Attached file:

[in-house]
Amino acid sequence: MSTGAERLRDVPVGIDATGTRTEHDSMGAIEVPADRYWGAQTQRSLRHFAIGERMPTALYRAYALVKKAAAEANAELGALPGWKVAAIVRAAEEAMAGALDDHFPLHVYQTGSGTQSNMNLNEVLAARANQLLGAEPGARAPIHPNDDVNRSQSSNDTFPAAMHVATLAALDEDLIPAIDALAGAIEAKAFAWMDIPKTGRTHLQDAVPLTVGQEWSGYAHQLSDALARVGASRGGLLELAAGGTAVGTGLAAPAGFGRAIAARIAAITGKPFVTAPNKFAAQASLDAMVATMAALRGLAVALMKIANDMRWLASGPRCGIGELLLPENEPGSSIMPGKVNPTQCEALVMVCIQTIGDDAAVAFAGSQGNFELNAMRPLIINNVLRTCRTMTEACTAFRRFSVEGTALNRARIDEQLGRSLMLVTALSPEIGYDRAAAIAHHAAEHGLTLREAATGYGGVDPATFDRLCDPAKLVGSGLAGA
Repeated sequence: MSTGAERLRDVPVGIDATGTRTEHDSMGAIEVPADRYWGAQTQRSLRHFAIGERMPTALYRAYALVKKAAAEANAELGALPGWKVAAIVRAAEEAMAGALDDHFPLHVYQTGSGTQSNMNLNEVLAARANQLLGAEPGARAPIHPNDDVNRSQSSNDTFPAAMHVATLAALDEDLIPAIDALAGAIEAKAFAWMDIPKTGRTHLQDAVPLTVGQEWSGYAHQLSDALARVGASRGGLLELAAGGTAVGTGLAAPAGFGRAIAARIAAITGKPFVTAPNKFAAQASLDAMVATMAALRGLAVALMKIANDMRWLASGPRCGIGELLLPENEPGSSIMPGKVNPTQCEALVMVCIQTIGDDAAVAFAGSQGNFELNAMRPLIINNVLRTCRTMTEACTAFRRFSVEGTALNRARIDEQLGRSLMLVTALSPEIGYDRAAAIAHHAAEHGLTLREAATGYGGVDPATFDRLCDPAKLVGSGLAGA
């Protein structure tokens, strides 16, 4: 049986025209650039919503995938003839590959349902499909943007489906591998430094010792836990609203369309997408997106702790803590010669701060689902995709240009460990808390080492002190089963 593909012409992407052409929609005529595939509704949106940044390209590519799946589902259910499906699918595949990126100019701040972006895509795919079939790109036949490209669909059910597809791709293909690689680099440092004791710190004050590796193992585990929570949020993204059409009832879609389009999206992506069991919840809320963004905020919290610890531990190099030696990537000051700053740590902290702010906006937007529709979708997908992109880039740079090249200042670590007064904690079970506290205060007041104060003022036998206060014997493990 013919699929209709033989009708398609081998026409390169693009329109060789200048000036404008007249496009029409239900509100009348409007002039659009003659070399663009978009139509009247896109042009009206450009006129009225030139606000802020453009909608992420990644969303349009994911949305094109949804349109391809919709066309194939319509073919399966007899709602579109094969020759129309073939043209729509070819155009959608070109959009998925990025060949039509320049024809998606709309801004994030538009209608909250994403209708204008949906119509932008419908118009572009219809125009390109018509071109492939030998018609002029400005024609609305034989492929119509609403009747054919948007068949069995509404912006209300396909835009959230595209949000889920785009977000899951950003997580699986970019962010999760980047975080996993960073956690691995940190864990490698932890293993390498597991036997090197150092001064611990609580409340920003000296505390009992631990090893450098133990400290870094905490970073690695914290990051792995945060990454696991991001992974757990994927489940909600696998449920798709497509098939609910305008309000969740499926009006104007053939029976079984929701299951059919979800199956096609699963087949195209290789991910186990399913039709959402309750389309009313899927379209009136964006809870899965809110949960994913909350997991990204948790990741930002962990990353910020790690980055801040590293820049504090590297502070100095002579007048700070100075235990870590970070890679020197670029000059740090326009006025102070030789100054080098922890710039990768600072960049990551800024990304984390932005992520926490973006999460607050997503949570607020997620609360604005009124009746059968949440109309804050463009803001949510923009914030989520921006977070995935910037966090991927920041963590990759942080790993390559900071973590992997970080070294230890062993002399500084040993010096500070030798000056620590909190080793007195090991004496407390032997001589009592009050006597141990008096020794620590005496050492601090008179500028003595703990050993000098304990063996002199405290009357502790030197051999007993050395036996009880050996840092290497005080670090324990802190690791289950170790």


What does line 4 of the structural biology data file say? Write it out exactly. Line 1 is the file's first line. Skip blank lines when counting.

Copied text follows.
């Protein structure tokens, strides 16, 4: 049986025209650039919503995938003839590959349902499909943007489906591998430094010792836990609203369309997408997106702790803590010669701060689902995709240009460990808390080492002190089963 593909012409992407052409929609005529595939509704949106940044390209590519799946589902259910499906699918595949990126100019701040972006895509795919079939790109036949490209669909059910597809791709293909690689680099440092004791710190004050590796193992585990929570949020993204059409009832879609389009999206992506069991919840809320963004905020919290610890531990190099030696990537000051700053740590902290702010906006937007529709979708997908992109880039740079090249200042670590007064904690079970506290205060007041104060003022036998206060014997493990 013919699929209709033989009708398609081998026409390169693009329109060789200048000036404008007249496009029409239900509100009348409007002039659009003659070399663009978009139509009247896109042009009206450009006129009225030139606000802020453009909608992420990644969303349009994911949305094109949804349109391809919709066309194939319509073919399966007899709602579109094969020759129309073939043209729509070819155009959608070109959009998925990025060949039509320049024809998606709309801004994030538009209608909250994403209708204008949906119509932008419908118009572009219809125009390109018509071109492939030998018609002029400005024609609305034989492929119509609403009747054919948007068949069995509404912006209300396909835009959230595209949000889920785009977000899951950003997580699986970019962010999760980047975080996993960073956690691995940190864990490698932890293993390498597991036997090197150092001064611990609580409340920003000296505390009992631990090893450098133990400290870094905490970073690695914290990051792995945060990454696991991001992974757990994927489940909600696998449920798709497509098939609910305008309000969740499926009006104007053939029976079984929701299951059919979800199956096609699963087949195209290789991910186990399913039709959402309750389309009313899927379209009136964006809870899965809110949960994913909350997991990204948790990741930002962990990353910020790690980055801040590293820049504090590297502070100095002579007048700070100075235990870590970070890679020197670029000059740090326009006025102070030789100054080098922890710039990768600072960049990551800024990304984390932005992520926490973006999460607050997503949570607020997620609360604005009124009746059968949440109309804050463009803001949510923009914030989520921006977070995935910037966090991927920041963590990759942080790993390559900071973590992997970080070294230890062993002399500084040993010096500070030798000056620590909190080793007195090991004496407390032997001589009592009050006597141990008096020794620590005496050492601090008179500028003595703990050993000098304990063996002199405290009357502790030197051999007993050395036996009880050996840092290497005080670090324990802190690791289950170790």